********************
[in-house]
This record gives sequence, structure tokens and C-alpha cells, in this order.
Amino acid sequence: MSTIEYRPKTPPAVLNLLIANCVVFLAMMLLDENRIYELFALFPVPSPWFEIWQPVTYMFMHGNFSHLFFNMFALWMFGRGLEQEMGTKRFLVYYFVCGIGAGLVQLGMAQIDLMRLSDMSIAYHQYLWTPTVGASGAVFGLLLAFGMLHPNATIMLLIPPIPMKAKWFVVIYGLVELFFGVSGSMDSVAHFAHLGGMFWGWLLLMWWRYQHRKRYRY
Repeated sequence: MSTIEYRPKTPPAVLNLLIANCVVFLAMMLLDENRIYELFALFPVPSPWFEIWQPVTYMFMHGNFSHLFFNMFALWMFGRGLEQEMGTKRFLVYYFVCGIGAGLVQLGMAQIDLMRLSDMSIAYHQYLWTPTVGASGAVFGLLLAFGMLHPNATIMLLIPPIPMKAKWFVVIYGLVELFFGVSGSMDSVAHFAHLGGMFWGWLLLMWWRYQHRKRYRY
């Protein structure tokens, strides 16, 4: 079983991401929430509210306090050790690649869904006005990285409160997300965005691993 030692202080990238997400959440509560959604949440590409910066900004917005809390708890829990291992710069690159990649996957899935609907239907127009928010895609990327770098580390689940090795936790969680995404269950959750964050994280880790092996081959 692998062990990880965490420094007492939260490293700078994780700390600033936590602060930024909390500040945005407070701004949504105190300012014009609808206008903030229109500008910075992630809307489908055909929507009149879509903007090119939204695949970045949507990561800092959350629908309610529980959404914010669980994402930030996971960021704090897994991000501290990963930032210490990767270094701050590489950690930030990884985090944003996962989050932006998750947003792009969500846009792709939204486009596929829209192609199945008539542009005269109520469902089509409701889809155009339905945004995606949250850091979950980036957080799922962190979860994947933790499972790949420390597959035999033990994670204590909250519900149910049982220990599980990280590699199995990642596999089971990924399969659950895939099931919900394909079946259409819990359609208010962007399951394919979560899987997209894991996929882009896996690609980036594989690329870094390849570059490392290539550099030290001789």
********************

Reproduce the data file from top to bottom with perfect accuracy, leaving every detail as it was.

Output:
[in-house]
This record gives sequence, structure tokens and C-alpha cells, in this order.
Amino acid sequence: MSTIEYRPKTPPAVLNLLIANCVVFLAMMLLDENRIYELFALFPVPSPWFEIWQPVTYMFMHGNFSHLFFNMFALWMFGRGLEQEMGTKRFLVYYFVCGIGAGLVQLGMAQIDLMRLSDMSIAYHQYLWTPTVGASGAVFGLLLAFGMLHPNATIMLLIPPIPMKAKWFVVIYGLVELFFGVSGSMDSVAHFAHLGGMFWGWLLLMWWRYQHRKRYRY
Repeated sequence: MSTIEYRPKTPPAVLNLLIANCVVFLAMMLLDENRIYELFALFPVPSPWFEIWQPVTYMFMHGNFSHLFFNMFALWMFGRGLEQEMGTKRFLVYYFVCGIGAGLVQLGMAQIDLMRLSDMSIAYHQYLWTPTVGASGAVFGLLLAFGMLHPNATIMLLIPPIPMKAKWFVVIYGLVELFFGVSGSMDSVAHFAHLGGMFWGWLLLMWWRYQHRKRYRY
């Protein structure tokens, strides 16, 4: 079983991401929430509210306090050790690649869904006005990285409160997300965005691993 030692202080990238997400959440509560959604949440590409910066900004917005809390708890829990291992710069690159990649996957899935609907239907127009928010895609990327770098580390689940090795936790969680995404269950959750964050994280880790092996081959 692998062990990880965490420094007492939260490293700078994780700390600033936590602060930024909390500040945005407070701004949504105190300012014009609808206008903030229109500008910075992630809307489908055909929507009149879509903007090119939204695949970045949507990561800092959350629908309610529980959404914010669980994402930030996971960021704090897994991000501290990963930032210490990767270094701050590489950690930030990884985090944003996962989050932006998750947003792009969500846009792709939204486009596929829209192609199945008539542009005269109520469902089509409701889809155009339905945004995606949250850091979950980036957080799922962190979860994947933790499972790949420390597959035999033990994670204590909250519900149910049982220990599980990280590699199995990642596999089971990924399969659950895939099931919900394909079946259409819990359609208010962007399951394919979560899987997209894991996929882009896996690609980036594989690329870094390849570059490392290539550099030290001789």